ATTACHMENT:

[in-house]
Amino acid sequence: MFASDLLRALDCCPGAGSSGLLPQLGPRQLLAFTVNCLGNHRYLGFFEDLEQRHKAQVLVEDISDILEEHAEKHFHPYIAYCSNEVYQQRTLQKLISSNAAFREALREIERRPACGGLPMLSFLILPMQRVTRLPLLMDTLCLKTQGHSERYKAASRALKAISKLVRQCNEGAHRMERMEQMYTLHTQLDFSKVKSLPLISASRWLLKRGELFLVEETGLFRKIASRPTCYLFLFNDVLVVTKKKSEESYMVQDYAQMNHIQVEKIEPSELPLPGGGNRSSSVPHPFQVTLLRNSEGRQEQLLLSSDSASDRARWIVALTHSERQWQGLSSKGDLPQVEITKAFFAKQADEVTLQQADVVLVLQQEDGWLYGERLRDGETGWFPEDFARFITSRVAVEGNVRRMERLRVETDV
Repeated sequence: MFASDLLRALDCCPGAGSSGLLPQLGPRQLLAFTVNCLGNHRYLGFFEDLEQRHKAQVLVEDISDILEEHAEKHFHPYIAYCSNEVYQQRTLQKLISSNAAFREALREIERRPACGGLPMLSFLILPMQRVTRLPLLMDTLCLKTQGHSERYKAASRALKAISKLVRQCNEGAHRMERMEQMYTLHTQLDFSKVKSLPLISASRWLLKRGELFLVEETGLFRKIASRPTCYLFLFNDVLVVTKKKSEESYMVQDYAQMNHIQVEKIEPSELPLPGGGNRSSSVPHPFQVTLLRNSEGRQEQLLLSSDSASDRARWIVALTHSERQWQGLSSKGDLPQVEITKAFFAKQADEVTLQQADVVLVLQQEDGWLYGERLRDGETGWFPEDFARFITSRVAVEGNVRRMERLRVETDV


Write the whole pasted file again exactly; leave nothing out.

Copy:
[in-house]
Amino acid sequence: MFASDLLRALDCCPGAGSSGLLPQLGPRQLLAFTVNCLGNHRYLGFFEDLEQRHKAQVLVEDISDILEEHAEKHFHPYIAYCSNEVYQQRTLQKLISSNAAFREALREIERRPACGGLPMLSFLILPMQRVTRLPLLMDTLCLKTQGHSERYKAASRALKAISKLVRQCNEGAHRMERMEQMYTLHTQLDFSKVKSLPLISASRWLLKRGELFLVEETGLFRKIASRPTCYLFLFNDVLVVTKKKSEESYMVQDYAQMNHIQVEKIEPSELPLPGGGNRSSSVPHPFQVTLLRNSEGRQEQLLLSSDSASDRARWIVALTHSERQWQGLSSKGDLPQVEITKAFFAKQADEVTLQQADVVLVLQQEDGWLYGERLRDGETGWFPEDFARFITSRVAVEGNVRRMERLRVETDV
Repeated sequence: MFASDLLRALDCCPGAGSSGLLPQLGPRQLLAFTVNCLGNHRYLGFFEDLEQRHKAQVLVEDISDILEEHAEKHFHPYIAYCSNEVYQQRTLQKLISSNAAFREALREIERRPACGGLPMLSFLILPMQRVTRLPLLMDTLCLKTQGHSERYKAASRALKAISKLVRQCNEGAHRMERMEQMYTLHTQLDFSKVKSLPLISASRWLLKRGELFLVEETGLFRKIASRPTCYLFLFNDVLVVTKKKSEESYMVQDYAQMNHIQVEKIEPSELPLPGGGNRSSSVPHPFQVTLLRNSEGRQEQLLLSSDSASDRARWIVALTHSERQWQGLSSKGDLPQVEITKAFFAKQADEVTLQQADVVLVLQQEDGWLYGERLRDGETGWFPEDFARFITSRVAVEGNVRRMERLRVETDV